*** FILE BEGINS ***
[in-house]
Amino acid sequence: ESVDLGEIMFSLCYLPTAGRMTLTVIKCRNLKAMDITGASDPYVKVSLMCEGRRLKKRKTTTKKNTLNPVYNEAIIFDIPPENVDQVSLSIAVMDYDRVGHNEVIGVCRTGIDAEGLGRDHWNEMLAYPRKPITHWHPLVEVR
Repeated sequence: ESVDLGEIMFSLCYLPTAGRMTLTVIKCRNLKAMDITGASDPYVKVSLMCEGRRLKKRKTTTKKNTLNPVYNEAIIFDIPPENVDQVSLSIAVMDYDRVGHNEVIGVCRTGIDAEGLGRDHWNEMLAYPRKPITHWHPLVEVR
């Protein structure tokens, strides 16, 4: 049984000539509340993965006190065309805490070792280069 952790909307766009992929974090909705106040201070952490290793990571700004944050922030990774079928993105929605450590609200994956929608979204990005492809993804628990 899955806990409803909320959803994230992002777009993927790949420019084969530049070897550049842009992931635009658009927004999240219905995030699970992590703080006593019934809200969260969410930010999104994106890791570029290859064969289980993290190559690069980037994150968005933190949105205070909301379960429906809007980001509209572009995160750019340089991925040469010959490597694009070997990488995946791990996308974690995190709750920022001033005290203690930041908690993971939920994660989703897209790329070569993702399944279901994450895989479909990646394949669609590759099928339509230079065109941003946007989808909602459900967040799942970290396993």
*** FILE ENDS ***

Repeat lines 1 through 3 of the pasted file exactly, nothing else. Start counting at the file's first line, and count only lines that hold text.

[in-house]
Amino acid sequence: ESVDLGEIMFSLCYLPTAGRMTLTVIKCRNLKAMDITGASDPYVKVSLMCEGRRLKKRKTTTKKNTLNPVYNEAIIFDIPPENVDQVSLSIAVMDYDRVGHNEVIGVCRTGIDAEGLGRDHWNEMLAYPRKPITHWHPLVEVR
Repeated sequence: ESVDLGEIMFSLCYLPTAGRMTLTVIKCRNLKAMDITGASDPYVKVSLMCEGRRLKKRKTTTKKNTLNPVYNEAIIFDIPPENVDQVSLSIAVMDYDRVGHNEVIGVCRTGIDAEGLGRDHWNEMLAYPRKPITHWHPLVEVR